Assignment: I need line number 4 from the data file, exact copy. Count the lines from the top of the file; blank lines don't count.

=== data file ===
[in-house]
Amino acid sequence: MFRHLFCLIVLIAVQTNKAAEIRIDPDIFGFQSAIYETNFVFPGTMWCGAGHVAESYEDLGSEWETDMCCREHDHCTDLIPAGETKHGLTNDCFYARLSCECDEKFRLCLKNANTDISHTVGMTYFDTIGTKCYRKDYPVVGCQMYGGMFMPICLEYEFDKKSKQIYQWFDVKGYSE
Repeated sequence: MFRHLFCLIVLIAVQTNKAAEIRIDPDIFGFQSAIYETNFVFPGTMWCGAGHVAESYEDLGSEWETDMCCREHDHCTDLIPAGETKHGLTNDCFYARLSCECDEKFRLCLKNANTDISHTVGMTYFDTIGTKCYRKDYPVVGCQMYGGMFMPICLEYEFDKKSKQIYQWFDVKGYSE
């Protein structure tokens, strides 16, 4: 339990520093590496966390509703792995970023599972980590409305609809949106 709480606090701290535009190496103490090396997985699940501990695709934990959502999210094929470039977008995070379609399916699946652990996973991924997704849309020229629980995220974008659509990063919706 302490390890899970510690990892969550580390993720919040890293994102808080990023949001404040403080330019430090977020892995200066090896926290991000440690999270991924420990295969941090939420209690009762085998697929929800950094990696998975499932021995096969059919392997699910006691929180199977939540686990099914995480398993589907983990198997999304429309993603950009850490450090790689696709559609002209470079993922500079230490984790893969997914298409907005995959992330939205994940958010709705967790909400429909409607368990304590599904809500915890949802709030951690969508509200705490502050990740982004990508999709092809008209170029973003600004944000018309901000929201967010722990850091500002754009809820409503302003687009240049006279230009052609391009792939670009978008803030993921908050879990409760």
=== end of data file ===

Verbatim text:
């Protein structure tokens, strides 16, 4: 339990520093590496966390509703792995970023599972980590409305609809949106 709480606090701290535009190496103490090396997985699940501990695709934990959502999210094929470039977008995070379609399916699946652990996973991924997704849309020229629980995220974008659509990063919706 302490390890899970510690990892969550580390993720919040890293994102808080990023949001404040403080330019430090977020892995200066090896926290991000440690999270991924420990295969941090939420209690009762085998697929929800950094990696998975499932021995096969059919392997699910006691929180199977939540686990099914995480398993589907983990198997999304429309993603950009850490450090790689696709559609002209470079993922500079230490984790893969997914298409907005995959992330939205994940958010709705967790909400429909409607368990304590599904809500915890949802709030951690969508509200705490502050990740982004990508999709092809008209170029973003600004944000018309901000929201967010722990850091500002754009809820409503302003687009240049006279230009052609391009792939670009978008803030993921908050879990409760």